4th Of July Rhetorical Analysis

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Rhetorical Analysis

Frederick Douglass composed a speech for the 4th of July for the citizens of Rochester, New York. He emphasizes the hypocrisy of the American Government in his "What To The Slave Is The 4th Of July?". The people of Rochester thought that it would be suitable for Douglass to write the speech because he was a slave.

Fourth of July is a celebration marking America's independence from Great Britain. Every year we celebrate with fireworks and a celebration to celebrate the freedom that was granted to us yet the slaves weren't considered independent. Slaves were treated with no respect at all as Douglass uses parallelism to show how slaves were treated equivalently to trash. "What am I to argue that it is wrong to make men …show more content…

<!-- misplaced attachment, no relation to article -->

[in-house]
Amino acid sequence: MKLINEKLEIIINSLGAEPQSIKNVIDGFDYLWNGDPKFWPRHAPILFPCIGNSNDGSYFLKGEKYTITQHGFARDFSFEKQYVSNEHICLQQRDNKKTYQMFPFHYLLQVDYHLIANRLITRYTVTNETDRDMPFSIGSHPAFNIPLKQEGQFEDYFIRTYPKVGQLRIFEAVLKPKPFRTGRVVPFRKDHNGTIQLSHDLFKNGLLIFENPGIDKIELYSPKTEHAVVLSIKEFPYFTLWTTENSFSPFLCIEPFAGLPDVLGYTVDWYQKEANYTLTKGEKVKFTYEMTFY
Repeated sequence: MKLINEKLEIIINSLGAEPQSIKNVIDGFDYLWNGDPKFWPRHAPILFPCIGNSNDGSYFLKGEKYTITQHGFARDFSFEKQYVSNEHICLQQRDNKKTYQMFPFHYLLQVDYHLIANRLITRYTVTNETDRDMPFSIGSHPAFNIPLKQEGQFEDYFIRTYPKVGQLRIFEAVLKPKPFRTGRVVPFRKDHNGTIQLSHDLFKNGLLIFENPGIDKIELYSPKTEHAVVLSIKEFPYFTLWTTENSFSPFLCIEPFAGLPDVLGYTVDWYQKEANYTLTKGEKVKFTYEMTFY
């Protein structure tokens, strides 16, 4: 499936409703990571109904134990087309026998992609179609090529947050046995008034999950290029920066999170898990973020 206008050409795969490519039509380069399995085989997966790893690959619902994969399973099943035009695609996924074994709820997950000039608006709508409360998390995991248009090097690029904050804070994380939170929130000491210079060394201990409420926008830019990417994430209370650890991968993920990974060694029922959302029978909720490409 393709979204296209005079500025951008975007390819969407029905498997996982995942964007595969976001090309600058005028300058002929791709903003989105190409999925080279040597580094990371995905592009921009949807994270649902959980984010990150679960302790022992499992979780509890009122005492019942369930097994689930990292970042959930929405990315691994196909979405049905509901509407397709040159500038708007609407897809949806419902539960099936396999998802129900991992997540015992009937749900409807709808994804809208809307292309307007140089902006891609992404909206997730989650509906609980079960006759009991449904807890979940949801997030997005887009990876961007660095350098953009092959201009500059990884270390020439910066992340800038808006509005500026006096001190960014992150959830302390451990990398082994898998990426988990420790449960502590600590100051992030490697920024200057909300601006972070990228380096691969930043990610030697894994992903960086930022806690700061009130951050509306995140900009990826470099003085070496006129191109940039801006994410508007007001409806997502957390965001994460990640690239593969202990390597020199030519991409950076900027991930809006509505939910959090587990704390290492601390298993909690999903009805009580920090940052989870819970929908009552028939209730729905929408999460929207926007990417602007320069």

That he is the rightful owner of his body? you have already declared it. [...] there is not a man beneath canopy of heaven who does not know that slavery is wrong for him” (14) The whole statement here is hypocritical because men shouldn’t have to argue the necessity of liberty it should be basic knowledge. The only person who can have hold of your character would be your parents because they were the ones who conceived and raised you. Instead of just explaining why slavery is morally wrong Douglass uses syntax to add an extra effect and attract attention to his claim. The speech is a mockery to Frederick Douglass and his fellow brothers and sisters who were victims to slavery. “FELLOW CITIZENS, above your nation, Tumultuous joy,I hear the mournful wails of millions!- whose chains, heavy and grievous yesterday, are rendered more intolerable by the jubilee shouts that reach them”(5) The injustice of slaves hasn’t been resolved and while many people wail with joy other battle their way through each day. They have been sold countless of times yet no one does anything. Abolitionist can only do so much to give them the life that slaves deserve. Instead of being so hypocritical and mocking towards the people who have worked harder than anyone who is present in the audience. Those who haven’t felt the despair in their bones should stand up and fight for the meaning of the Fourth of

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